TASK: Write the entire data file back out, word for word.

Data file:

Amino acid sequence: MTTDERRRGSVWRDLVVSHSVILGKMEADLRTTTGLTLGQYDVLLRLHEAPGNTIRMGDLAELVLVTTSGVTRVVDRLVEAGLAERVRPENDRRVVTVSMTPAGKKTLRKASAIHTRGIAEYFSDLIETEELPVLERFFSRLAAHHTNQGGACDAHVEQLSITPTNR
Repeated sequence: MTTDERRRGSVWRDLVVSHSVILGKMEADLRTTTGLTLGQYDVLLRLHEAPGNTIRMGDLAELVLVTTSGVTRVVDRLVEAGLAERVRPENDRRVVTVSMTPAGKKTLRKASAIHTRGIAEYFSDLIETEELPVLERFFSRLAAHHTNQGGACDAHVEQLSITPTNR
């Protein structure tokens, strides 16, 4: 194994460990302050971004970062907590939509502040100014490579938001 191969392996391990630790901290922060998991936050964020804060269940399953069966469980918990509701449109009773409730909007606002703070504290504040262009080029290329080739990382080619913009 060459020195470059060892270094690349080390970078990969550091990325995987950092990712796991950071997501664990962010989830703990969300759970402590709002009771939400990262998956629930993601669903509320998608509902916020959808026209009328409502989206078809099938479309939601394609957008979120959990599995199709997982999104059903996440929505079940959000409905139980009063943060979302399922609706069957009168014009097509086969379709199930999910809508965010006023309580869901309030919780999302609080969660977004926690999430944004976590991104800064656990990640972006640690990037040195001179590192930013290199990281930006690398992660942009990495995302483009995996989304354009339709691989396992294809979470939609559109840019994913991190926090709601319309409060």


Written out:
Amino acid sequence: MTTDERRRGSVWRDLVVSHSVILGKMEADLRTTTGLTLGQYDVLLRLHEAPGNTIRMGDLAELVLVTTSGVTRVVDRLVEAGLAERVRPENDRRVVTVSMTPAGKKTLRKASAIHTRGIAEYFSDLIETEELPVLERFFSRLAAHHTNQGGACDAHVEQLSITPTNR
Repeated sequence: MTTDERRRGSVWRDLVVSHSVILGKMEADLRTTTGLTLGQYDVLLRLHEAPGNTIRMGDLAELVLVTTSGVTRVVDRLVEAGLAERVRPENDRRVVTVSMTPAGKKTLRKASAIHTRGIAEYFSDLIETEELPVLERFFSRLAAHHTNQGGACDAHVEQLSITPTNR
């Protein structure tokens, strides 16, 4: 194994460990302050971004970062907590939509502040100014490579938001 191969392996391990630790901290922060998991936050964020804060269940399953069966469980918990509701449109009773409730909007606002703070504290504040262009080029290329080739990382080619913009 060459020195470059060892270094690349080390970078990969550091990325995987950092990712796991950071997501664990962010989830703990969300759970402590709002009771939400990262998956629930993601669903509320998608509902916020959808026209009328409502989206078809099938479309939601394609957008979120959990599995199709997982999104059903996440929505079940959000409905139980009063943060979302399922609706069957009168014009097509086969379709199930999910809508965010006023309580869901309030919780999302609080969660977004926690999430944004976590991104800064656990990640972006640690990037040195001179590192930013290199990281930006690398992660942009990495995302483009995996989304354009339709691989396992294809979470939609559109840019994913991190926090709601319309409060």